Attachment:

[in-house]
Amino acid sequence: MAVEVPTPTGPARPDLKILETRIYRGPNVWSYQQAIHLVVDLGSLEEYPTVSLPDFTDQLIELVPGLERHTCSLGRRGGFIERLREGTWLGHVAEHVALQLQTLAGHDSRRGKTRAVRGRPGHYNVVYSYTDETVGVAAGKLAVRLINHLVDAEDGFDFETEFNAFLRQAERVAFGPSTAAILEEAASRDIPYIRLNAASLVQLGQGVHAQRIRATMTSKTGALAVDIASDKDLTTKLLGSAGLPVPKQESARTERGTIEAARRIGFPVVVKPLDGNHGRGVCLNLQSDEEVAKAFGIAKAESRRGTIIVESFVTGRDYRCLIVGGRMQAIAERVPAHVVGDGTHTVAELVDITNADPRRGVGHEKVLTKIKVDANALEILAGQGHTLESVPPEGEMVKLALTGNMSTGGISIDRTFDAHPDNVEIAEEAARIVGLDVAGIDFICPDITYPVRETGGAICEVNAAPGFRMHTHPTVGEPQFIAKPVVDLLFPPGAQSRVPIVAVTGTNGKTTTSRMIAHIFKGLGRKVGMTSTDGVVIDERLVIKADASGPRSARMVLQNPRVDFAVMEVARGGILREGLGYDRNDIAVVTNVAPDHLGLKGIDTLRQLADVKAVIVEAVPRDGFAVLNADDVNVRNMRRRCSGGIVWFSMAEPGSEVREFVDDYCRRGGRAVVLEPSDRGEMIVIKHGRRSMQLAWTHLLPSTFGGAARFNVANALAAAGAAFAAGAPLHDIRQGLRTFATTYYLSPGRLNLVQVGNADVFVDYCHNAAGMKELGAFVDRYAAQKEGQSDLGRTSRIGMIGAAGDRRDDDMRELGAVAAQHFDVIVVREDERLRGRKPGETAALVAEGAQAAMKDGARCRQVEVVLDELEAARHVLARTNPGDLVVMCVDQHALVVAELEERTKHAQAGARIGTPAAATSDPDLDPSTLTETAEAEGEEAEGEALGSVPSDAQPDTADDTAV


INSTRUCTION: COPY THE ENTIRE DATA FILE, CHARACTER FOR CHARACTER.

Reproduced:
[in-house]
Amino acid sequence: MAVEVPTPTGPARPDLKILETRIYRGPNVWSYQQAIHLVVDLGSLEEYPTVSLPDFTDQLIELVPGLERHTCSLGRRGGFIERLREGTWLGHVAEHVALQLQTLAGHDSRRGKTRAVRGRPGHYNVVYSYTDETVGVAAGKLAVRLINHLVDAEDGFDFETEFNAFLRQAERVAFGPSTAAILEEAASRDIPYIRLNAASLVQLGQGVHAQRIRATMTSKTGALAVDIASDKDLTTKLLGSAGLPVPKQESARTERGTIEAARRIGFPVVVKPLDGNHGRGVCLNLQSDEEVAKAFGIAKAESRRGTIIVESFVTGRDYRCLIVGGRMQAIAERVPAHVVGDGTHTVAELVDITNADPRRGVGHEKVLTKIKVDANALEILAGQGHTLESVPPEGEMVKLALTGNMSTGGISIDRTFDAHPDNVEIAEEAARIVGLDVAGIDFICPDITYPVRETGGAICEVNAAPGFRMHTHPTVGEPQFIAKPVVDLLFPPGAQSRVPIVAVTGTNGKTTTSRMIAHIFKGLGRKVGMTSTDGVVIDERLVIKADASGPRSARMVLQNPRVDFAVMEVARGGILREGLGYDRNDIAVVTNVAPDHLGLKGIDTLRQLADVKAVIVEAVPRDGFAVLNADDVNVRNMRRRCSGGIVWFSMAEPGSEVREFVDDYCRRGGRAVVLEPSDRGEMIVIKHGRRSMQLAWTHLLPSTFGGAARFNVANALAAAGAAFAAGAPLHDIRQGLRTFATTYYLSPGRLNLVQVGNADVFVDYCHNAAGMKELGAFVDRYAAQKEGQSDLGRTSRIGMIGAAGDRRDDDMRELGAVAAQHFDVIVVREDERLRGRKPGETAALVAEGAQAAMKDGARCRQVEVVLDELEAARHVLARTNPGDLVVMCVDQHALVVAELEERTKHAQAGARIGTPAAATSDPDLDPSTLTETAEAEGEEAEGEALGSVPSDAQPDTADDTAV